But like a lot of bands, the follow-up album turned into a bit of a nightmare. They recorded a bunch of tracks in Memphis, which the label apparently decided didn't include a hit. They recorded another group of tracks and eventually were dropped by the label. The entire story is much too long to get into here, but it's worth noting that Chrysalis Records wanted to sign the band, but wasn't willing to pay Epic's price for the recorded tracks.

The band later released several albums through the independent label Monsterdisc, including "Live At Fitzgerald's," an absolutely smoking live album that included tracks from their debut album as well as ones that had been slated for the follow-up.

There are a number of great unreleased tunes from the Epic period, but I wanted to showcase "Little Miss Information" here. In part, because it's just a song with a hook as powerful as a cannonball. And also because a member of the band posted this live clip on YouTube, which gives you an idea of just how good a band they were live.

"Ghost On The Beach" has been out of print since the early 1990s and it has never been released digitally. I love the band enough I spent some time trying to shake loose tracks from Sony to release independently, but wasn't able to make it happen. But if you like their sound, a collection of unrleased tracks called "Back In Memphis" is floating around on some torrent sites. And you can listen to a couple of live tracks and well as songs from their unreleased Epic album on this Soundcloud page.

Last modified on Monday, 16 November 2020 03:04

'The 54th Annual CMA Awards' - Old Dominion (Photo Gallery)

Written by 12 November, 2020

The 54th Annual CMA Awards were hosted by Country Music superstars Reba McEntire and Darius Rucker and featured performances by Jason Aldean, Jimmie Allen, Ingrid Andress, Gabby Barrett featuring Charlie Puth, Dierks Bentley, Brothers Osborne, Eric Church, Luke Combs, Dan + Shay with Justin Bieber, Miranda Lambert, Little Big Town, Ashley McBryde, Maren Morris, Old Dominion, Jon Pardi, Charles Kelley and Carly Pearce, Darius Rucker, Thomas Rhett featuring Reba McEntire and Chris Tomlin, Chris Stapleton, Keith Urban and Morgan Wallen and more. Trailblazing Country legend Charley Pride received the 2020 CMA Willie Nelson Lifetime Achievement Award.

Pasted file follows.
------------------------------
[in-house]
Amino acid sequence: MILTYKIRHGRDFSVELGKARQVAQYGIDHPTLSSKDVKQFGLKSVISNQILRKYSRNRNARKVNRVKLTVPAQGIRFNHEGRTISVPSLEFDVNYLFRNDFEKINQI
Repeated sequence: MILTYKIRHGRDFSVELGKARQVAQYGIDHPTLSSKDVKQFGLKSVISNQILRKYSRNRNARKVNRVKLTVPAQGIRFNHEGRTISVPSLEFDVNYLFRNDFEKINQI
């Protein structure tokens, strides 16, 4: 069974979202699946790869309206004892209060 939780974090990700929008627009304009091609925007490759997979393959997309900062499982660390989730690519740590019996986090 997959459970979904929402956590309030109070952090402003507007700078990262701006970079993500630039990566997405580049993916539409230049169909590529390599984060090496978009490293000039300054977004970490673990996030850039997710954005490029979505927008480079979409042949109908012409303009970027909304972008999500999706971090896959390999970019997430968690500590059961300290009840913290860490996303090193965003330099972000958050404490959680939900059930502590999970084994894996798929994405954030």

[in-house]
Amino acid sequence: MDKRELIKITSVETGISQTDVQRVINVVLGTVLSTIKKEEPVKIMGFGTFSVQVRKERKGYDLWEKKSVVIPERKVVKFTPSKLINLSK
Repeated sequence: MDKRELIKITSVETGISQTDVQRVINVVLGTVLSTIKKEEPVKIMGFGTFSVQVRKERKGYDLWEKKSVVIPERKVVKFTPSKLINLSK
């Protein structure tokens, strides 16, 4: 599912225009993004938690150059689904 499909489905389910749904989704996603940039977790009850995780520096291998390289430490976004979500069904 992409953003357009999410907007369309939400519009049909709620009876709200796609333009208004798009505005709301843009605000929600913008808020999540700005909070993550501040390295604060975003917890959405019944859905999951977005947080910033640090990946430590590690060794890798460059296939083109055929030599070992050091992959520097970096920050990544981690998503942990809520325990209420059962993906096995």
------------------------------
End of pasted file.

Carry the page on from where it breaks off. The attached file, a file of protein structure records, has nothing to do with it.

Last modified on Thursday, 12 November 2020 14:14

'The 54th Annual CMA Awards' - Morgan Wallen (Photo Gallery)

Written by 12 November, 2020

The 54th Annual CMA Awards were hosted by Country Music superstars Reba McEntire and Darius Rucker and featured performances by Jason Aldean, Jimmie Allen, Ingrid Andress, Gabby Barrett featuring Charlie Puth, Dierks Bentley, Brothers Osborne, Eric Church, Luke Combs, Dan + Shay with Justin Bieber, Miranda Lambert, Little Big Town, Ashley McBryde, Maren Morris, Old Dominion, Jon Pardi, Charles Kelley and Carly Pearce, Darius Rucker, Thomas Rhett featuring Reba McEntire and Chris Tomlin, Chris Stapleton, Keith Urban and Morgan Wallen and more. Trailblazing Country legend Charley Pride received the 2020 CMA Willie Nelson Lifetime Achievement Award.



















Last modified on Thursday, 12 November 2020 11:56

'The 54th Annual CMA Awards' - Eric Church (Photo Gallery)

Written by 12 November, 2020

The 54th Annual CMA Awards were hosted by Country Music superstars Reba McEntire and Darius Rucker and featured performances by Jason Aldean, Jimmie Allen, Ingrid Andress, Gabby Barrett featuring Charlie Puth, Dierks Bentley, Brothers Osborne, Eric Church, Luke Combs, Dan + Shay with Justin Bieber, Miranda Lambert, Little Big Town, Ashley McBryde, Maren Morris, Old Dominion, Jon Pardi, Charles Kelley and Carly Pearce, Darius Rucker, Thomas Rhett featuring Reba McEntire and Chris Tomlin, Chris Stapleton, Keith Urban and Morgan Wallen and more. Trailblazing Country legend Charley Pride received the 2020 CMA Willie Nelson Lifetime Achievement Award.



























Last modified on Thursday, 12 November 2020 03:54

'The 54th Annual CMA Awards' - Dan + Shay And Justin Bieber (Photo Gallery)

Written by 12 November, 2020

The 54th Annual CMA Awards were hosted by Country Music superstars Reba McEntire and Darius Rucker and featured performances by Jason Aldean, Jimmie Allen, Ingrid Andress, Gabby Barrett featuring Charlie Puth, Dierks Bentley, Brothers Osborne, Eric Church, Luke Combs, Dan + Shay with Justin Bieber, Miranda Lambert, Little Big Town, Ashley McBryde, Maren Morris, Old Dominion, Jon Pardi, Charles Kelley and Carly Pearce, Darius Rucker, Thomas Rhett featuring Reba McEntire and Chris Tomlin, Chris Stapleton, Keith Urban and Morgan Wallen and more. Trailblazing Country legend Charley Pride received the 2020 CMA Willie Nelson Lifetime Achievement Award.


































Last modified on Thursday, 12 November 2020 03:52

Today's Song You Should Know: 'White Punks On Dope' By The Tubes

Written by 14 November, 2020